The Threatened World of African Wild Dogs
Dr. Gregory Rasmussen lives for the Painted dogs of Africa, as the wild dogs are called. He has been fighting for more than 25 years with his NGO in Zimbabweto protect this extremely endangered species, which is especially vulnerable to poachers’ traps. The Academy supports Dr. Rasmussen in this challenge.
Gregory Rasmussen and the veterinarian Dr. Ulrike Beckmann describe how difficult 2019 was for everyone at the Painted Dog Research Trust:
“Under severe drought conditions and faced with Zimbabwe’s economic rollercoaster, we are steadfastly pursuing our construction projects, our education programme for schoolchildren and the public, our training programs for students, scientists and rangers and, of course, the work with our wild dog packs, which we support through monitoring, radio collars and immediate help on site. The start to the year was devastating: Along the 70-kilometer-long highway between Victoria Falls and the border to Botswana, at least four adult animals were killed, including the pack’s heavily pregnant female, which had not produced a litter in the previous year. Death traps like this can lead to significant disruption in a pack’s social structure and may even result in total dissolution. As a result, over the past four years no puppies had been born to the packs along the highways. Luckily, a new pack of three formed out of the chaos.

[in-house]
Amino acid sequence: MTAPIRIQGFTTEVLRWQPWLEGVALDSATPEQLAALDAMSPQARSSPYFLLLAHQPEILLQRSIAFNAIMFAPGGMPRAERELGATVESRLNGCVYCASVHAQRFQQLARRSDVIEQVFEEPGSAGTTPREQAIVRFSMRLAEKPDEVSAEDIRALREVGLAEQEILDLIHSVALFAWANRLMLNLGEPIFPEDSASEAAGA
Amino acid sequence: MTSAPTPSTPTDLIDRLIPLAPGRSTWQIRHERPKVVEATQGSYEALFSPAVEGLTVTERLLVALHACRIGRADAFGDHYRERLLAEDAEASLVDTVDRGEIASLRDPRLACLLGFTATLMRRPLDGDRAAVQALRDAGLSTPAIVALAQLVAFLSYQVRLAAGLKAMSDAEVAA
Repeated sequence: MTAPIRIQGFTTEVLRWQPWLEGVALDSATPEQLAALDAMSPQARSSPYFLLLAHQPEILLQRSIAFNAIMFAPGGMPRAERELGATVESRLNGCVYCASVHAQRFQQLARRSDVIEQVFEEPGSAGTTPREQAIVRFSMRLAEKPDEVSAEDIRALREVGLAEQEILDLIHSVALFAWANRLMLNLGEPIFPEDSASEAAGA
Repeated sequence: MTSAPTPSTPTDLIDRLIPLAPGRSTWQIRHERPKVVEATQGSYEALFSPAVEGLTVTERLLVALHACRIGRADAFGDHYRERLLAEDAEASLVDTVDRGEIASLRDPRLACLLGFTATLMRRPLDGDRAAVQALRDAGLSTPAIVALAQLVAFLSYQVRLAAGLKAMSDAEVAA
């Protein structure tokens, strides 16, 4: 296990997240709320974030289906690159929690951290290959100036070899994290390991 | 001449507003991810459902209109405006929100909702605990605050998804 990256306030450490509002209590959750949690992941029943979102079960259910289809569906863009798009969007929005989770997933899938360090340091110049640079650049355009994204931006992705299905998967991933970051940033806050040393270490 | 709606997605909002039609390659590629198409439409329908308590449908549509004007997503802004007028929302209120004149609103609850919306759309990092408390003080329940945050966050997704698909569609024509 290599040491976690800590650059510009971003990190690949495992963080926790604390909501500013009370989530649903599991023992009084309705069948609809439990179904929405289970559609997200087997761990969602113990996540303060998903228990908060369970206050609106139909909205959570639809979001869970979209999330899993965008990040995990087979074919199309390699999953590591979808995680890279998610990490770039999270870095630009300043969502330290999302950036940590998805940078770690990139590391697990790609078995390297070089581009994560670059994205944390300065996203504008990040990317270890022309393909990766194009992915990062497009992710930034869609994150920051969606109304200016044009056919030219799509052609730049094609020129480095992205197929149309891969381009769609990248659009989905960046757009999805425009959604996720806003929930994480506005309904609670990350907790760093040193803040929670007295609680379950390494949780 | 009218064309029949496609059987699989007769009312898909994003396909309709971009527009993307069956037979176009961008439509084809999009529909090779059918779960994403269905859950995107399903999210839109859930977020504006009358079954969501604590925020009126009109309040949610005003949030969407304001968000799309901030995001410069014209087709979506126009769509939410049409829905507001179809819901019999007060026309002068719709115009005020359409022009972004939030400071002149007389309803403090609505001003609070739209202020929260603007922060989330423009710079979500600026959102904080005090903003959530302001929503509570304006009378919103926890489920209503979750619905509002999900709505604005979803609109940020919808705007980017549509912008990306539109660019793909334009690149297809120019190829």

The normal reproduction period (May – July) had already passed, but in early November it looked as though the female alpha dog ‘Anne’ was pregnant. Although her den was far enough away from larger roads, while equipping her with a radio collar, it became clear that Anne was in very poor physical condition and her life – and thus the lives of her newborn puppies – was in acute danger. (Note: Packs which are smaller than five adult dogs, are barely able to provide for their own food needs, let alone the markedly higher requirements of a nursing female and her puppies. Generally, the puppies do not survive.) At this point, Greg and his team forewent the usual practice of nursing the puppies by hand, and instead provided the pack with additional food. Anne and all five puppies survived as a result and started to roam again. Approximately 4,000 – 8,000 vertebrate animals are killed along the highways every year. The Painted Dog Research Trust thus initiated the ‘Never Give Up’ road traffic campaign in 2019. With the help of signs, an international PR campaign and social media appeals, the average speed on the Kazungula highway has already been significantly reduced.
Education and dissemination of information on site is one of the main tasks of the Painted Dog Research Trust. This year, various workshops for species protection biologists in training, as well as a comprehensive seminar for sociologists from five African countries were held at the organization’s camp.
Furthermore, the NGO was able to send its employees involved in the education of children to the US for advanced training. The participants returned highly motivated and full of new ideas, one of which was the construction of a children’s bush camp, which should be completed in 2020 and will make it possible for schoolchildren groups to learn on site. Three pilot schools have introduced the PDRT curriculum and, among other activities, took part with sapling cultures in the national Tree Planting Event. The NGO’s education team reached altogether 1,189 pupils. A total of 565 pupils took part in on-site interactive field excursions.”
The Academy will continue to stand behind the vital species and nature conservation work of Dr. Gregory Rasmussen and his Painted Dog Research Trust.